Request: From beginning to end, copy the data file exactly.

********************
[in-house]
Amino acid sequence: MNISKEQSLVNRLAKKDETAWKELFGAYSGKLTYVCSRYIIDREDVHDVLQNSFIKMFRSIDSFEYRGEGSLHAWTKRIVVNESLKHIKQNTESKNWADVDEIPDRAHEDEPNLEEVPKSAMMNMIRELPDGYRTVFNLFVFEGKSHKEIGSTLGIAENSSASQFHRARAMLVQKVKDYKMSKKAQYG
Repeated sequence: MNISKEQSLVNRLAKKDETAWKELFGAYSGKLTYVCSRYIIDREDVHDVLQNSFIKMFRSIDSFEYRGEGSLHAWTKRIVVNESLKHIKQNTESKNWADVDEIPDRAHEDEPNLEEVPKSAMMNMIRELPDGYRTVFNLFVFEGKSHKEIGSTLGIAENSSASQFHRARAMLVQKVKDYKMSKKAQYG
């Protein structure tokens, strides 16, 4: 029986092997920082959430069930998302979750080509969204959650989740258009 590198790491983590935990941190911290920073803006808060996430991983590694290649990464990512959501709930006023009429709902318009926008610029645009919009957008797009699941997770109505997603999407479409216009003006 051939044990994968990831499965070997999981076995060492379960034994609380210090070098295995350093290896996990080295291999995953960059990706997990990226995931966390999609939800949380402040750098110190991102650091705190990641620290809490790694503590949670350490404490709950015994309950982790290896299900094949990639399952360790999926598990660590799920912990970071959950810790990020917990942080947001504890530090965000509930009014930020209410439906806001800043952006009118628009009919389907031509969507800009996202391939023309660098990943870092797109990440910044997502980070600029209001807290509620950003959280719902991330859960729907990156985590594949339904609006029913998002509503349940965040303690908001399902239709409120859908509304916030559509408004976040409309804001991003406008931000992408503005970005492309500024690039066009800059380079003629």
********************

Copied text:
[in-house]
Amino acid sequence: MNISKEQSLVNRLAKKDETAWKELFGAYSGKLTYVCSRYIIDREDVHDVLQNSFIKMFRSIDSFEYRGEGSLHAWTKRIVVNESLKHIKQNTESKNWADVDEIPDRAHEDEPNLEEVPKSAMMNMIRELPDGYRTVFNLFVFEGKSHKEIGSTLGIAENSSASQFHRARAMLVQKVKDYKMSKKAQYG
Repeated sequence: MNISKEQSLVNRLAKKDETAWKELFGAYSGKLTYVCSRYIIDREDVHDVLQNSFIKMFRSIDSFEYRGEGSLHAWTKRIVVNESLKHIKQNTESKNWADVDEIPDRAHEDEPNLEEVPKSAMMNMIRELPDGYRTVFNLFVFEGKSHKEIGSTLGIAENSSASQFHRARAMLVQKVKDYKMSKKAQYG
């Protein structure tokens, strides 16, 4: 029986092997920082959430069930998302979750080509969204959650989740258009 590198790491983590935990941190911290920073803006808060996430991983590694290649990464990512959501709930006023009429709902318009926008610029645009919009957008797009699941997770109505997603999407479409216009003006 051939044990994968990831499965070997999981076995060492379960034994609380210090070098295995350093290896996990080295291999995953960059990706997990990226995931966390999609939800949380402040750098110190991102650091705190990641620290809490790694503590949670350490404490709950015994309950982790290896299900094949990639399952360790999926598990660590799920912990970071959950810790990020917990942080947001504890530090965000509930009014930020209410439906806001800043952006009118628009009919389907031509969507800009996202391939023309660098990943870092797109990440910044997502980070600029209001807290509620950003959280719902991330859960729907990156985590594949339904609006029913998002509503349940965040303690908001399902239709409120859908509304916030559509408004976040409309804001991003406008931000992408503005970005492309500024690039066009800059380079003629």